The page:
Thursday, January 19, 2012

Book 4: The Lost Wife

When I was younger, I read a lot of novels and books about World War II.  These topics still tend to show up quite a bit in my reading lists, though I no longer necessarily pursue them actively.  However, if someone recommends a Holocaust book or I stumble across one at the book store, I will usually pick it up.  While browsing through Barnes and Noble last weekend (I had a four day weekend, and somehow, whenever I feel like I should leave the house but have no clue what to do, I always end up at the bookstore with a chai latte or white chocolate mocha), I noticed this novel on the shelf due to the vintage looking picture in a European setting (it's Prague, but I wasn't looking closely enough to consciously register that at first glance).  After reading the back cover, I was sold.  Now, as many Holocaust novels as I've read, I am not sure if I'm a good judge of them.  Since it is a topic I have read so much over the past, one would think that would make me a harsh critic.  Instead, I seem to have a blind/soft spot for these novels, and I will rarely find faults with them.  For example, in any other novel, I would probably be skeptical of the love story or slightly cynical, but in this case, I basically accept that these characters meet and fall in love quickly (I also started this right after A Discovery of Witches, so I may have felt it was unfair that I bought Josef and Lenka's love story but not Diana and Matthew's, but really these characters are more developed in half the time).
The novel begins with a wedding in the present day.  The groom's grandfather and the bride's grandmother meet for the first time at the rehearsal dinner, and the grandfather feels that he knows the grandmother from somewhere.  The chapter ends with the man, Josef, declaring that he is her husband.  From there, the novel flashes back in time to Prague in the 1930s, and alternate chapters between Lenka and Josef.  The set up is interesting: while Richman alternates between the two characters, the stories are actually very different.  Josef tells a story of life after loss, and his marriage to Amalia, another Jewish woman, whom he met after the end of the war.  While discussing his life after the war, he occasionally goes back further as he reminisces about certain scenes in his life.  However, for the most part, Josef tells about his life with Amalia and his children, their quiet and muted love that is rather passionless but safe.  Both suffer from survivor's guilt, and Josef remains haunted by the thoughts of his first love, Lenka.  Normally, it would bug me if someone was still obsessing about their first love after fifty years, but this wasn't a normal break up - Josef believes that he lost her to the war and the Holocaust.  It's a relationship that ended unnaturally and suddenly and as result, it haunts him.  Lenka's story on the other hand is one of survival, covering her time in Prague, as the rules get stricter and stricter until she and her family are moved to Terezin (Theresienstadt), the "model" concentration camp, or the one that Nazi officials used to show the Red Cross that they weren't mistreating the Jews.
Since Richman uses Terezin as a setting, she introduces many actual historical figures.  Lenka was an art student, and ends up working in the art department, surrounded by men and women whose secret work, buried throughout the camp, survived the Holocaust to give witness to their experiences.  Some of the people Lenka meets and knows include Bedrich Fritta, Leo Haas and Otto Unger.  In fact, Richman's description of Otto's death reminded me of a scene from the TV miniseries Holocaust (back before Netflix, my dad would borrow very random things from the library) which may well have been inspired by the actual artist's life.  The miniseries Holocaust and the film The Last Butterfly both explored life in Terezin since it was such an oddity, though I can't think of many novels at this moment that devote much time to Terezin.  I'm sure there are some, but most tend to focus on the bigger camps (Auschwitz was also addressed in this novel since that's where many of Terezin's prisoners were eventually deported to).  The prisoners of Terezin lived in squalor, misery, and fear, and yet they also had some chances and freedoms that weren't available in other camps.  Richman explains in an interview that her original intent with this novel was to write about the Holocaust from an artist's perspective, and the love story idea came later after she overheard a conversation about a situation similar to the one that starts off the novel.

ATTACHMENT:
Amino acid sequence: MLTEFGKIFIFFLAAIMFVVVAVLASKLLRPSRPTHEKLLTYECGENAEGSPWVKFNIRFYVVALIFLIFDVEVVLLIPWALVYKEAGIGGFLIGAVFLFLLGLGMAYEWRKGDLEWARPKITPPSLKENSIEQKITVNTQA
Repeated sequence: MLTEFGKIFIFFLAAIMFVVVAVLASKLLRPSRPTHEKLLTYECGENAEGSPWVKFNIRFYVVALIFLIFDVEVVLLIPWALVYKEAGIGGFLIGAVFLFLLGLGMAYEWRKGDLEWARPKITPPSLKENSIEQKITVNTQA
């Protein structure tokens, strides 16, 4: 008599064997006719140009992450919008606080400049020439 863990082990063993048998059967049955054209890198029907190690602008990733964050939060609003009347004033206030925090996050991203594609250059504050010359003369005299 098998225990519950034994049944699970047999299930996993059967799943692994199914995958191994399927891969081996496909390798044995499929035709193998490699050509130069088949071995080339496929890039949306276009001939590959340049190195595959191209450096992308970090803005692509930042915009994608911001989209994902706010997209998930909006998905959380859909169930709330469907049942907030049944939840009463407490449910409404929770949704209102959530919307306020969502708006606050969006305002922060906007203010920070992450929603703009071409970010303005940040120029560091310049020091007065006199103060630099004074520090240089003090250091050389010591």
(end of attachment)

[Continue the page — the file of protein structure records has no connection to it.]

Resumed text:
I thought the novel worked well; obviously, the reader knows that Lenka will survive, but I really enjoyed how Richman explored these characters' lives.  I would warn that part of the back cover was misleading (at least to me).  At one point, it states that "an unexpected encounter in New York leads to an inescapable glance of recognition, and the realization that providence has given Lenka and Josef one more chance."  This novel doesn't explore this second chance.  The wedding is used purely as a framing device, and while part of me was curious how things would play out between Josef and Lenka after all these years, the novel ended exactly where it needed to end.  Basically, I definitely recommend this novel, although one further caveat: my copy of the novel calls it "The Sophie's Choice of this generation" - I feel like that statement does the novel a disservice, not because this isn't a good novel, but because I don't think the storylines of these two novels compare or are really that parallel to each other.  I could be wrong on that, though - Sophie's Choice didn't actually leave much of an impression on me.

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